On Earth Day, Boston Mayor Michelle Wu announced new measures to tackle extreme heat in the city as summer approaches.
The plan outlined is called "Heat Resilience Solutions for Boston" which includes 26 strategies that the city will implement to "prepare for the effects of climate change." The plan also identifies on the neighborhoods most likely to carry the biggest burdens as temperatures rise: Chinatown, Dorchester, East Boston, Mattapan, and Roxbury.
"Extreme heat in Boston is more than an inconvenience or discomfort. It's an urgent risk for our health, our neighborhoods, and our infrastructure," said Wu.
The plan will work with other citywide initiatives like the Urban Forest Plan to improve tree protection, new plantings for nature-based cooling solutions, and stewardship.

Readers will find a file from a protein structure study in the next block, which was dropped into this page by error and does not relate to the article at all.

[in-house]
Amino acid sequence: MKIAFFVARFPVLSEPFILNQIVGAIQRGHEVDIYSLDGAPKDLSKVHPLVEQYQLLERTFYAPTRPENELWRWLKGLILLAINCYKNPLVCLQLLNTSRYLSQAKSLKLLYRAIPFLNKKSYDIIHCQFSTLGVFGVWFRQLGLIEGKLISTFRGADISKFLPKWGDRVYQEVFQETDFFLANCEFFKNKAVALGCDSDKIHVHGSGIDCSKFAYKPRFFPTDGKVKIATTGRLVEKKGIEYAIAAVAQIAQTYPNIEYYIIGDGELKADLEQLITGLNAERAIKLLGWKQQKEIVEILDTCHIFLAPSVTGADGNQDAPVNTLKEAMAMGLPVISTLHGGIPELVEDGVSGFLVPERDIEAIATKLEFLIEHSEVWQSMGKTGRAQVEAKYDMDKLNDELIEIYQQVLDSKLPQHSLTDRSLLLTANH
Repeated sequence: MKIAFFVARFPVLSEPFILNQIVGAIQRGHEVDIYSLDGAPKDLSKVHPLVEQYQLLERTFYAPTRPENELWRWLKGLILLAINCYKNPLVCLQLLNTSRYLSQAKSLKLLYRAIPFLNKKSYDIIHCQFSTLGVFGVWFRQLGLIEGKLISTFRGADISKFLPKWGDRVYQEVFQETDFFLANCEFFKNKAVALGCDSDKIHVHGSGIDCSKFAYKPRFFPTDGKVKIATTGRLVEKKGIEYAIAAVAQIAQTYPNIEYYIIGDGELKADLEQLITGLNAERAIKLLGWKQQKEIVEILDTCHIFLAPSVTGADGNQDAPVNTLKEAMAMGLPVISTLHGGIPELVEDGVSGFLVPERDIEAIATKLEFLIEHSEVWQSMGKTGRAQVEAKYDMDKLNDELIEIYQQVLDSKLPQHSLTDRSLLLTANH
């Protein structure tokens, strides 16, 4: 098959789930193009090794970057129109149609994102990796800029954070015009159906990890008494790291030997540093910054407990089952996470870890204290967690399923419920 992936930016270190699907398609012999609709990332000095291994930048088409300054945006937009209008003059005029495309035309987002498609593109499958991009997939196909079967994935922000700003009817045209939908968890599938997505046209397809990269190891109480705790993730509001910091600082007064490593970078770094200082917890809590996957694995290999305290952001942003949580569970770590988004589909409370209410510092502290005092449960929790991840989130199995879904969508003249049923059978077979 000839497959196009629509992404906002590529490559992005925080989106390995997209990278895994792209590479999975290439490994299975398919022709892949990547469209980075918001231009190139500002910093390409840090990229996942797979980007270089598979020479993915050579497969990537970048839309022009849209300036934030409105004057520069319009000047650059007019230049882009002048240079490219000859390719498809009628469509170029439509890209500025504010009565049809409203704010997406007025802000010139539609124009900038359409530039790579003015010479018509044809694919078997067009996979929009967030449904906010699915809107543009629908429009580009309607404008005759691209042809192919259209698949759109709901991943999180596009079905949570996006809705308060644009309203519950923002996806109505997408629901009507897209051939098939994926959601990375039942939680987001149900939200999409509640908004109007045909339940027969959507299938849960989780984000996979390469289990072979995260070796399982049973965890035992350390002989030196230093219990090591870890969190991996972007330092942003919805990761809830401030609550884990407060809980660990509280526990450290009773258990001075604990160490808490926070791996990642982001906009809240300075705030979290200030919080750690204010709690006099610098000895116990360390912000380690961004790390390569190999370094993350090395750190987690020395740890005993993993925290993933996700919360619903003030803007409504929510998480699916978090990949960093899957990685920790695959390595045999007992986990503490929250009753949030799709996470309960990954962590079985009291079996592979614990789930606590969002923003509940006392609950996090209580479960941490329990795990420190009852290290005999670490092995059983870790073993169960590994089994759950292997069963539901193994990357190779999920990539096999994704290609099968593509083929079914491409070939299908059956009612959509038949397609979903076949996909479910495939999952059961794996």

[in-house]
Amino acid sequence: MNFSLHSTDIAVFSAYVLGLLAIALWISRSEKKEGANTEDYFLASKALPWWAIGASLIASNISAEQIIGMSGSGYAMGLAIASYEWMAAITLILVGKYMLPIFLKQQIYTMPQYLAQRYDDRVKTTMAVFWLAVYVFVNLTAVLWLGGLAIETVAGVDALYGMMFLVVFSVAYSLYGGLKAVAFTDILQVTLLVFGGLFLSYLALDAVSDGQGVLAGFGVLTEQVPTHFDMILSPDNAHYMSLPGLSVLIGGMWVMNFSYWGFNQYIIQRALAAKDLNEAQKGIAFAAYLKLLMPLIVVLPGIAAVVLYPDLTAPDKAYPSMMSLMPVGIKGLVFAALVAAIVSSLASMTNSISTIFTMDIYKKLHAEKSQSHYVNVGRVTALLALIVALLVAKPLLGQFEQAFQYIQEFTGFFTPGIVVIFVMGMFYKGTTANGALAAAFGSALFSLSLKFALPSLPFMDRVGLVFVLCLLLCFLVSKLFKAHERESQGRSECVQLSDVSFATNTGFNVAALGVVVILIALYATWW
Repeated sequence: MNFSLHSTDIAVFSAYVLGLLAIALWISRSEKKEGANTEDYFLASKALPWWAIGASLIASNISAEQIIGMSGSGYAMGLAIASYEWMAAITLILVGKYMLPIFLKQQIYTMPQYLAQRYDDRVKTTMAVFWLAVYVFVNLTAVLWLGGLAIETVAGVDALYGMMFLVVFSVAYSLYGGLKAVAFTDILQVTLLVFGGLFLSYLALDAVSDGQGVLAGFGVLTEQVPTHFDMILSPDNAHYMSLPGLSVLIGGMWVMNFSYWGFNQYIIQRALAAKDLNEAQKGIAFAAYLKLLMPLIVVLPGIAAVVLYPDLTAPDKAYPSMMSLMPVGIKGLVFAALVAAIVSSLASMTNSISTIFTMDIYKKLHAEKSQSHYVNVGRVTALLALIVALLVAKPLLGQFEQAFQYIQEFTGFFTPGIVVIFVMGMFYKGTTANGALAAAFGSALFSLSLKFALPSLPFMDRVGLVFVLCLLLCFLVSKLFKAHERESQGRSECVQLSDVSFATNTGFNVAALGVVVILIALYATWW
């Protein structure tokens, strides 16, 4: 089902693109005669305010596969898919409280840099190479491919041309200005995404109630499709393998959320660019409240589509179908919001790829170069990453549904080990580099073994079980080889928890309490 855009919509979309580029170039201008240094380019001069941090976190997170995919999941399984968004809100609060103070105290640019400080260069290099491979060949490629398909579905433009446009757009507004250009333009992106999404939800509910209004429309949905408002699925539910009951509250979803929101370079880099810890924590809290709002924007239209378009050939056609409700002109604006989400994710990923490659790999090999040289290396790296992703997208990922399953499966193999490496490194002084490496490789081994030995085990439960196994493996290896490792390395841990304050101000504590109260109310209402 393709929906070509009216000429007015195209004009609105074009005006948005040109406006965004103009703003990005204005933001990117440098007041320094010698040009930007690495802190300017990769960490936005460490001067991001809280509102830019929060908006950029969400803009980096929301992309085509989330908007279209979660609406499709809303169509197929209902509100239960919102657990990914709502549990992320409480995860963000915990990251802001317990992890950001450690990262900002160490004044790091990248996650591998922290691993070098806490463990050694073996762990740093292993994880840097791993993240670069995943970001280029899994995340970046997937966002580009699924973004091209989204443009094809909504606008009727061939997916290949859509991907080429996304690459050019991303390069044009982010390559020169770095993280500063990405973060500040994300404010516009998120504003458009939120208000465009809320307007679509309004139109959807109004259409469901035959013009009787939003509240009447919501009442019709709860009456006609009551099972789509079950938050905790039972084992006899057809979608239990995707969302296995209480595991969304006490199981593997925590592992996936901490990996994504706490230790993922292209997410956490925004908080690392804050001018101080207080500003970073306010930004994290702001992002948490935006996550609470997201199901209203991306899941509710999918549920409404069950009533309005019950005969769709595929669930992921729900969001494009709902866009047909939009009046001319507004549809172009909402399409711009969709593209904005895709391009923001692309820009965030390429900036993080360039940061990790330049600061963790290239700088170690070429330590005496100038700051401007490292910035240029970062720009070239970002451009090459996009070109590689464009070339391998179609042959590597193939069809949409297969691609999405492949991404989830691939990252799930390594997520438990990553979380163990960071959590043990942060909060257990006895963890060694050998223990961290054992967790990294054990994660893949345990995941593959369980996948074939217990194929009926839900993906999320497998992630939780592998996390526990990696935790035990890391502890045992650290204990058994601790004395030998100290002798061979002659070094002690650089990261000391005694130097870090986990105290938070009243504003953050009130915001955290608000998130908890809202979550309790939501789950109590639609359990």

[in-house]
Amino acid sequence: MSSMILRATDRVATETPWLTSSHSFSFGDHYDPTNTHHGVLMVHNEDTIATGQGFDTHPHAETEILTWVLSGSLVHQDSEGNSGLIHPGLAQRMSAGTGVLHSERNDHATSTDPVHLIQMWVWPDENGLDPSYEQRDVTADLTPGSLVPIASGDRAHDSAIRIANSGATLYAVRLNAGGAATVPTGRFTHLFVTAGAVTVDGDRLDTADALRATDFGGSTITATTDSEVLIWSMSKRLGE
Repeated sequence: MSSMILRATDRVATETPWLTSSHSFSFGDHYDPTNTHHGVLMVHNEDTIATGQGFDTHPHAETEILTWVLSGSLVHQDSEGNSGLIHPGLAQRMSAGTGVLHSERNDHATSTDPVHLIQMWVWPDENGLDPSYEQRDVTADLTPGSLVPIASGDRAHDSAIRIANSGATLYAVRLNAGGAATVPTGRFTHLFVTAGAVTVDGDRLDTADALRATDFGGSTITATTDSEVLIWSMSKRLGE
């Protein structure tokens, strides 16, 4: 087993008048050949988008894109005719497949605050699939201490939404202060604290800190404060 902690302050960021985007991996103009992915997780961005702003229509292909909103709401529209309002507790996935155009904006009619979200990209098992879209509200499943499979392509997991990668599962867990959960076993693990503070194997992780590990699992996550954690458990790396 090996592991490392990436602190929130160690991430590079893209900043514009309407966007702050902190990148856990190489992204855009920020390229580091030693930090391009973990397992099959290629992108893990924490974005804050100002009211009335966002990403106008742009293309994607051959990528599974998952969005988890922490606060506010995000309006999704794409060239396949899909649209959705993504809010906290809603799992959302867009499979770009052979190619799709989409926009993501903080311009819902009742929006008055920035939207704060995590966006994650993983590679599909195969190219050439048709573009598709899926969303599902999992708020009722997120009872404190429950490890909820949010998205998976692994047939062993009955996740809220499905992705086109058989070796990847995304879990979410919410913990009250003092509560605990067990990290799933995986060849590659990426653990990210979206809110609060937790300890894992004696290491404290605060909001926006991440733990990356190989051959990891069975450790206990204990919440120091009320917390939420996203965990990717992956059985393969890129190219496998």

To help launch this new initiative announced by Wu on Friday, the city will create an "Extreme Temperature Response Task Force" to share ideas on how the city government can best respond to the effects of extreme heat throughout the city.
In addition to the rollout of the new initiative, Wu also announced plans to provide heat relief this summer. The city will distribute 30 pop-up cooling kits, which includes a hose, misters, and a tent to community organizations that hold public events during the summer.
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The city will also create a Cool Roof Grant program that provides training to property owners on the benefits of having a cool roof and encourages these property owners to install cool roofs in their homes.
Starting this fall, the city's transportation department will also be part of this new citywide plan. It will create a challenge where the community can design a "cool bus stop" which integrates heat resilient elements to create a new bus shelter on the SL4 and SL5 routes of the silver line.
The new initiative comes a week after Wu unveiled her first proposed budget which included millions of dollars for climate change initiatives.